I’m in a rather unique situation in my experience with Dota Underlords. For one, I’ve never played Dota or Dota 2, as I just don’t like MOBAs. And I’ve also never played Dota Auto Chess, which started as a mod made by Chinese developer Drodo Studio. Back in late May, the Dota 2 development team at Valve announced in the Dota 2 blog that they were working on an official standalone version of Auto Chess. The announcement also confirmed that Drodo Studio would pursue their own Auto Chess with Valve’s blessing. Now there are two different versions of this game that’s becoming its own genre.
Dota Underlords borrows a few gameplay mechanics from the emerging deckbuilder genre, which is a personal favorite of mine. I experienced a little bit of confusion as someone who doesn’t know the first thing about Dota lore, but I got hooked on the gameplay right from the first couple of hours. It’s not exactly a deckbuilder, but the mechanics and pacing feel similar. Here’s our take on it if you’re looking to try it out.
Dota Underlords on board
As you would expect from the name “Auto Chess,” Dota Underlords takes place on an actual 8×8 board, except it isn’t checkered like a chess board. You also won’t place all your units or heroes on the board right from the start. That’s where the deckbuilder mechanics come in, as you’ll have to build your cohort as you play. You’ll start with one hero from Dota lore, which you get to choose from a random selection. Then as you acquire more gold, you’ll be able to buy and upgrade your heroes.
Despite the tutorial, the first few matches will be overwhelming. Even if you understand that the point of the game is to find synergies between your units through their classes and the global items you’ll pick up along the way, that can be very challenging to put into practice. You’ll often find yourself trying to impose a pattern based on a global item that provides a buff, only to find that it doesn’t always work as intended. There are a lot of factors at play in Dota Underlords, especially RNG.
Positioning on the board is one such factor. In that sense, it kind of resembles certain CRPGs with real-time combat. You have your tank units, your melee and ranged units, your support units, and so on. There’s nothing stopping you from just dropping the units on the board haphazardly, of course. If you want to win, it pays to learn how each hero operates and what the best position for them is. Usually you’ll want your tanks on the vanguard, your ranged units on the sidelines, and your assassins on the back. Those are the basics, but there’s much more to it.
The synergies of Dota Underlords
Deckbuilders and strategy games like this thrive on synergies between units and their classes. There’s quite a bit of elegance to the synergies in Dota Underlords, in that they feel organic and not just cobbled together. Although I can’t compare it with the original Dota Auto Chess mod, I think the gameplay foundation currently available will make for something even more exciting as Valve builds on top of it. Right now it’s enough to keep players hooked for hours, with a reliable progression system.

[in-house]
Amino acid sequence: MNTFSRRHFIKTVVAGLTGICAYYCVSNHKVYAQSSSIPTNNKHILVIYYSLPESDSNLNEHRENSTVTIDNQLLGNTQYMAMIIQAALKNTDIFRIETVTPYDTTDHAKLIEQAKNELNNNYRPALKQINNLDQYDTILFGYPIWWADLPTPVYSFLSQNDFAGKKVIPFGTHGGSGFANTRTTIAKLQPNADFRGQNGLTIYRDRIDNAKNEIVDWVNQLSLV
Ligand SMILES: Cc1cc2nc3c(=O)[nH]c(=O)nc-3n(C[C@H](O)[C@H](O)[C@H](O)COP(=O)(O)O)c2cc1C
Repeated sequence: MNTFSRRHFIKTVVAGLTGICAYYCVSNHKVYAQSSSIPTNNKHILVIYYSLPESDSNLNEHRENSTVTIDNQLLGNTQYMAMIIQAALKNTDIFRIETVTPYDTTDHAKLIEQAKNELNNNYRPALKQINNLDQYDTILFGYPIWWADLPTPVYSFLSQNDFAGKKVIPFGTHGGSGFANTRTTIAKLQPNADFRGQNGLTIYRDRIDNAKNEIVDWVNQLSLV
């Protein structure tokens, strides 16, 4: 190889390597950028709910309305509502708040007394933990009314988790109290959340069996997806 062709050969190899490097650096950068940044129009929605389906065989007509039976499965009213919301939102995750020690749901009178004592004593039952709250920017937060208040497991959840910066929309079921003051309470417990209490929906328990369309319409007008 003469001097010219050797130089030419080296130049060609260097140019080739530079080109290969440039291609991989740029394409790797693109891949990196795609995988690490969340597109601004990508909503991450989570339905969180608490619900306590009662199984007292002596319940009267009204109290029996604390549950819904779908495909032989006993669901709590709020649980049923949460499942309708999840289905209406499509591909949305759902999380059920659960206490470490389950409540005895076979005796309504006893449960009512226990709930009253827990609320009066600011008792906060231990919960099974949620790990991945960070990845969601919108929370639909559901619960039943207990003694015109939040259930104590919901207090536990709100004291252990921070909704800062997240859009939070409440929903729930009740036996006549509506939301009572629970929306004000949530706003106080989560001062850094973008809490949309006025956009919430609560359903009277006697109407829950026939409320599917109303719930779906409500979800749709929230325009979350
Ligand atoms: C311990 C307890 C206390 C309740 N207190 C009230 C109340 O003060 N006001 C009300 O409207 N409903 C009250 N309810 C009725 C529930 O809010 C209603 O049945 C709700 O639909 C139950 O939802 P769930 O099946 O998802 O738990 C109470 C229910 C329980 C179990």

There’s also a sense of progression as you go through a match. At first, you might find yourself ahead of your opponents, feeling that your cohort is very powerful, so you don’t need to worry much anymore. If you don’t pay attention to how the opponents evolve and upgrade their units and their synergies, you’ll most likely find yourself humbled very soon. The opponents might even find ways to counter your synergies. There’s a lot going on under the hood that dedicated players will be able to use to their advantage, even if there’s also RNG involved.
Rounds, matchmaking, rewards
Dota Underlords definitely keeps you on your toes throughout the entire match, which can take up to an hour. You’ll play against seven other players, going through several rounds, depending on whether players leave the match or stay on until the end. I haven’t had any problems with the matchmaking. I’ve found that most players are on the same level as me, and I didn’t feel like they had any edge other than probably being more attentive to the systems.
The rewards I’ve gotten so far aren’t much, mostly cosmetics that don’t really add anything to the game. Valve is still prototyping its battle pass, called Proto Pass, and that’s why it’s free for now. Obviously there are plans for further monetization in the future, but I don’t think Dota Underlords will lean toward microtransactions and pay-to-win. For now, you can just do the usual daily rewards so you don’t have to pay anything, and that’s a good-enough start.
Early Access and beyond
According to the Steam page, Dota Underlords will stay in Early Access just for a few months. The full version will include a different approach to the gameplay where the player will embody an Underlord persona that will affect gameplay. There will also be ranked matchmaking, seasonal rotations, private tournaments, and a proper battle pass. So it looks like Valve is really going all-in with Dota Underlords, and it’s not just a side project. It’s also much more likely to be successful than Artifact, which was a true disaster.
Dota Underlords is an engaging and often addictive free-to-play strategy experience. The art direction and soundtrack are pretty decent for an Early Access game. The real-time battles can get a bit hectic, and it’s hard to make out what’s happening in the fray. But it’s definitely up to the standards of Valve as a game developer. I intend to keep an eye on it in the coming months to see how it evolves.